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Antibiotics 2015, 4(3), 230-253; doi:10.3390/antibiotics4030230

Antimicrobial Use, Human Gut Microbiota and Clostridium difficile Colonization and Infection

1
Department of Microbiology and Immunology, McGill University, Montréal, QC H3A 2B4, Canada
2
School of Population and Public Health, University of British Columbia, Vancouver, BC V6T 1Z3, Canada
*
Author to whom correspondence should be addressed.
Academic Editor: Yung-Fu Chang
Received: 1 May 2015 / Revised: 23 June 2015 / Accepted: 24 June 2015 / Published: 3 July 2015
(This article belongs to the Special Issue Clostridium difficile Infection)
View Full-Text   |   Download PDF [800 KB, uploaded 3 July 2015]   |  

Abstract

Clostridium difficile infection (CDI) is the most important cause of nosocomial diarrhea. Broad-spectrum antimicrobials have profound detrimental effects on the structure and diversity of the indigenous intestinal microbiota. These alterations often impair colonization resistance, allowing the establishment and proliferation of C. difficile in the gut. Studies involving animal models have begun to decipher the precise mechanisms by which the intestinal microbiota mediates colonization resistance against C. difficile and numerous investigations have described gut microbiota alterations associated with C. difficile colonization or infection in human subjects. Fecal microbiota transplantation (FMT) is a highly effective approach for the treatment of recurrent CDI that allows the restoration of a healthy intestinal ecosystem via infusion of fecal material from a healthy donor. The recovery of the intestinal microbiota after FMT has been examined in a few reports and work is being done to develop custom bacterial community preparations that could be used as a replacement for fecal material. View Full-Text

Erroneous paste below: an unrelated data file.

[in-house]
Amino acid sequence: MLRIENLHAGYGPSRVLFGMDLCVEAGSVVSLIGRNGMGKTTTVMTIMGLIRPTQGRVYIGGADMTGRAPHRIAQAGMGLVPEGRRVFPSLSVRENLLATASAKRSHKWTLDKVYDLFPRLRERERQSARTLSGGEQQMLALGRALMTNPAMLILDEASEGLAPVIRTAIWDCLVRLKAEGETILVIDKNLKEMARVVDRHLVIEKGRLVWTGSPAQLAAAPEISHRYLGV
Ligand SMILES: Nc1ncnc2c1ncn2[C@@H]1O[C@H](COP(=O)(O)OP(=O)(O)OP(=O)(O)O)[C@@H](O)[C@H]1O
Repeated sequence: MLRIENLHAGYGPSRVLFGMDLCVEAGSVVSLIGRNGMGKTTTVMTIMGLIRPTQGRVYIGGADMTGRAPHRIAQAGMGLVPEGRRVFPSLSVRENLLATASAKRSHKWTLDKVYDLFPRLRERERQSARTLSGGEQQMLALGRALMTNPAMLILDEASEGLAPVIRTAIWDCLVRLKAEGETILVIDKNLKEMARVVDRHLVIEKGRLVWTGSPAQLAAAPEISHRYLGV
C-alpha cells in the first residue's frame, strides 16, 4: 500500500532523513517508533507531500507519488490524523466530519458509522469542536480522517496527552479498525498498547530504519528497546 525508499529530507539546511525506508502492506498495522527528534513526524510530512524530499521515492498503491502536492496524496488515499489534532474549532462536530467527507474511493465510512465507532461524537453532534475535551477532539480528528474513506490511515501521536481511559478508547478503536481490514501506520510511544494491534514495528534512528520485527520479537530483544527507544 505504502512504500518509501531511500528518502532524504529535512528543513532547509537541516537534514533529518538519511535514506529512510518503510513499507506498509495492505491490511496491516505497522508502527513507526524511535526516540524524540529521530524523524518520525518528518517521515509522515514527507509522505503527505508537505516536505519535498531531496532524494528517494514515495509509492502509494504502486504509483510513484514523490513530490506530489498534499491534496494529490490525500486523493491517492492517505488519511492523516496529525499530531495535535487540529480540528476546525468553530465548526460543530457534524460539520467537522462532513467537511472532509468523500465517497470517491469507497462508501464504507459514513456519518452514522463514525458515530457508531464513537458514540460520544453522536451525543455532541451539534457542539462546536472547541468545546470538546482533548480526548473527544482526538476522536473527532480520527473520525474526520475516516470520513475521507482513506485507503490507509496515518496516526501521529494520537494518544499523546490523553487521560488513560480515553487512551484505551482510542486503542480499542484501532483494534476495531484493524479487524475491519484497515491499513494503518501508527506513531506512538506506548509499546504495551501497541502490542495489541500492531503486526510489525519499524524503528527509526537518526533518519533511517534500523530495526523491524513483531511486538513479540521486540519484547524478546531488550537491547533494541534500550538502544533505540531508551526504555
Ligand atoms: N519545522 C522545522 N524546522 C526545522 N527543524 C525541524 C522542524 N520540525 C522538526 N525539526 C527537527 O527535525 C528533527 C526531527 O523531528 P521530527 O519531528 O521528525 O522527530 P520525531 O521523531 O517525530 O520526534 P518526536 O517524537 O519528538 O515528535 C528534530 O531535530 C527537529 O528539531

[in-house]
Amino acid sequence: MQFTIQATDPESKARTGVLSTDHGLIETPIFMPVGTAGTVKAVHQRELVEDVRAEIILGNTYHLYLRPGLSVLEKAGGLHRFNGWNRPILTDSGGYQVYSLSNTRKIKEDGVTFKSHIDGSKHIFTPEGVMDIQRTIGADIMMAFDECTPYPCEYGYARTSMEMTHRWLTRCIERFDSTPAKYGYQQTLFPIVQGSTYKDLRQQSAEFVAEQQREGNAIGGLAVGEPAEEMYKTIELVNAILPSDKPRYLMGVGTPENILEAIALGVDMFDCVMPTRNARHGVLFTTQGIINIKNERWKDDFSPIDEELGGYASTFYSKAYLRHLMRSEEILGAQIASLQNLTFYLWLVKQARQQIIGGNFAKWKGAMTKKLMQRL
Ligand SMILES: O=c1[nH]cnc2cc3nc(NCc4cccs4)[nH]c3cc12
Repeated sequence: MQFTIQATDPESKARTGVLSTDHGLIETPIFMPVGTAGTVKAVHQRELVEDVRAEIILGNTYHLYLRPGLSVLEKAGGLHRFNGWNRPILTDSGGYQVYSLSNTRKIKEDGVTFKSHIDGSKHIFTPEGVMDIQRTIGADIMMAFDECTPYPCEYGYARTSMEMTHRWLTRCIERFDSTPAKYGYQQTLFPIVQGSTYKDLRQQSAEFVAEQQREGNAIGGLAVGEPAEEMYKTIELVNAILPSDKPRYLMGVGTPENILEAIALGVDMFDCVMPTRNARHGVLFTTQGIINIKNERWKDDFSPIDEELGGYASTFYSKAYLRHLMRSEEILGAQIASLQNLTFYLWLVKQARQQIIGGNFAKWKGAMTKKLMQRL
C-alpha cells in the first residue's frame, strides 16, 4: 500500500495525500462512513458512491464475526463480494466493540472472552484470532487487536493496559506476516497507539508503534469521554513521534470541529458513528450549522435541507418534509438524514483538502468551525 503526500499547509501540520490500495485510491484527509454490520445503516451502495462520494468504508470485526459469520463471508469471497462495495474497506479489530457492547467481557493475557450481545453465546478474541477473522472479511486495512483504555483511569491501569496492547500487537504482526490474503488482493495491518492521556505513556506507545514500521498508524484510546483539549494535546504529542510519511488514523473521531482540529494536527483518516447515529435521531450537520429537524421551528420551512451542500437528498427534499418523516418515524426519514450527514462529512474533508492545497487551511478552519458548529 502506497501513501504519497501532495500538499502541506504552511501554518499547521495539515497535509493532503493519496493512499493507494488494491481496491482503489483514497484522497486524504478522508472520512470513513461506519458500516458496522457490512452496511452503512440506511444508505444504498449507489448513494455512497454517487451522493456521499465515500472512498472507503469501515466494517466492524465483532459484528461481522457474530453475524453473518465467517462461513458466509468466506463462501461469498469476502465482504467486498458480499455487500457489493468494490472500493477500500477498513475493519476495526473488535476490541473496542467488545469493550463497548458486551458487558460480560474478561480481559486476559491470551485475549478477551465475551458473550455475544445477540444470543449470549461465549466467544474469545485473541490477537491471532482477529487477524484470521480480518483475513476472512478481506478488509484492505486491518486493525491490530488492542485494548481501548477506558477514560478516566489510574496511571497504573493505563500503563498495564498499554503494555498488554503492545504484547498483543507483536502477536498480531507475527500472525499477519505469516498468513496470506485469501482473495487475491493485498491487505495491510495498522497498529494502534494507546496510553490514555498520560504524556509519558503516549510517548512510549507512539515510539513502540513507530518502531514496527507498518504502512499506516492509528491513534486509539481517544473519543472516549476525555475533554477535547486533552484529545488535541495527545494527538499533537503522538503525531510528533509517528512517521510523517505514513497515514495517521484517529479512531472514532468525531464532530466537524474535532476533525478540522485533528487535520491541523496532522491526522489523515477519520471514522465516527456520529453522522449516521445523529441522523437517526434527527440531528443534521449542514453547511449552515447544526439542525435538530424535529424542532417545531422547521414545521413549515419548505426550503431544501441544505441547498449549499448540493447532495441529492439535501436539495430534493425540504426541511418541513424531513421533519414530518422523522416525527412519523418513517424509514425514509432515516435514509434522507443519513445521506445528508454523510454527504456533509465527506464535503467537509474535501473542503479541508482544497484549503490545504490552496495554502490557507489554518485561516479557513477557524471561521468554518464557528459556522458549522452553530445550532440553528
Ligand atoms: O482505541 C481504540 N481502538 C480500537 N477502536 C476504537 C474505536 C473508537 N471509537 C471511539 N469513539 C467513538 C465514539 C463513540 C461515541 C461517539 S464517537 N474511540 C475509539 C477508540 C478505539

Keywords: Clostridium difficile infection; intestinal microbiota; antimicrobials; colonization resistance; fecal microbiota transplantation Clostridium difficile infection; intestinal microbiota; antimicrobials; colonization resistance; fecal microbiota transplantation
This is an open access article distributed under the Creative Commons Attribution License which permits unrestricted use, distribution, and reproduction in any medium, provided the original work is properly cited. (CC BY 4.0).

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Vincent, C.; Manges, A.R. Antimicrobial Use, Human Gut Microbiota and Clostridium difficile Colonization and Infection. Antibiotics 2015, 4, 230-253.

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